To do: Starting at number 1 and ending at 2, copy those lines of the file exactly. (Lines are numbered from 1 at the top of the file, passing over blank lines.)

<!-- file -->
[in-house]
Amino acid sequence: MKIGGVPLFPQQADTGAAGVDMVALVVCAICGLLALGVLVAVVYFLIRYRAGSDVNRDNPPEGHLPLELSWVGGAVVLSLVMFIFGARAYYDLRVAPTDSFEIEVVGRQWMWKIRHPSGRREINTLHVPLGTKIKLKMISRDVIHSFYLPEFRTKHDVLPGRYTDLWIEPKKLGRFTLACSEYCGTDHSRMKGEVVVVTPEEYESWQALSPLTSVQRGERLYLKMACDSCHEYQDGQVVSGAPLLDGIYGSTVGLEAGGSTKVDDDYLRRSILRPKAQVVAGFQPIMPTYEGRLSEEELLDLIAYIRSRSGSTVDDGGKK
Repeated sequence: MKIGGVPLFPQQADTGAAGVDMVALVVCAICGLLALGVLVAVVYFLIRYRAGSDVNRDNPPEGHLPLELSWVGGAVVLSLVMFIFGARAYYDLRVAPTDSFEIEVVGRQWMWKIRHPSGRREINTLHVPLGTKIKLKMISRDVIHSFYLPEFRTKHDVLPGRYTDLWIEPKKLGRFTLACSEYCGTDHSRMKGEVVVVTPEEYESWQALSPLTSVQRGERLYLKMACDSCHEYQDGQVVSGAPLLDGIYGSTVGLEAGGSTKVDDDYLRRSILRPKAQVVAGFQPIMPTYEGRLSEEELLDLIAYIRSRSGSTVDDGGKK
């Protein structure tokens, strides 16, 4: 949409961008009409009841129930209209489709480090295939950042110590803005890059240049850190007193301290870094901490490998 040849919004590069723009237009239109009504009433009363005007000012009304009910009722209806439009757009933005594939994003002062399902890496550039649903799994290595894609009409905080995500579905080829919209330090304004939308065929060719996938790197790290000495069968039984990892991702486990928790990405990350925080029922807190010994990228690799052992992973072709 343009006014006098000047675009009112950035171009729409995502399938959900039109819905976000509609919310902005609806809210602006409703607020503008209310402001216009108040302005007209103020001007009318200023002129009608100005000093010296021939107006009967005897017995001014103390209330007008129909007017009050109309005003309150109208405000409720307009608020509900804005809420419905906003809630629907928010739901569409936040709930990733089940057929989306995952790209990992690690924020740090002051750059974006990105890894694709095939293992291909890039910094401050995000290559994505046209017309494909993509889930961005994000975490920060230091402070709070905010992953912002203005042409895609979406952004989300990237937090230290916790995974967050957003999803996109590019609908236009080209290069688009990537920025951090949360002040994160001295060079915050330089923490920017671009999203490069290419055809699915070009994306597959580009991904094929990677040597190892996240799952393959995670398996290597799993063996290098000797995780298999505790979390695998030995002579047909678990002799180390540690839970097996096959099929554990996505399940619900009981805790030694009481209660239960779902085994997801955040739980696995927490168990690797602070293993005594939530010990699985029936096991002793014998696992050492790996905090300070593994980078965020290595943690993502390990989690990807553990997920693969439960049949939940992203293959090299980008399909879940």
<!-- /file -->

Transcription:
[in-house]
Amino acid sequence: MKIGGVPLFPQQADTGAAGVDMVALVVCAICGLLALGVLVAVVYFLIRYRAGSDVNRDNPPEGHLPLELSWVGGAVVLSLVMFIFGARAYYDLRVAPTDSFEIEVVGRQWMWKIRHPSGRREINTLHVPLGTKIKLKMISRDVIHSFYLPEFRTKHDVLPGRYTDLWIEPKKLGRFTLACSEYCGTDHSRMKGEVVVVTPEEYESWQALSPLTSVQRGERLYLKMACDSCHEYQDGQVVSGAPLLDGIYGSTVGLEAGGSTKVDDDYLRRSILRPKAQVVAGFQPIMPTYEGRLSEEELLDLIAYIRSRSGSTVDDGGKK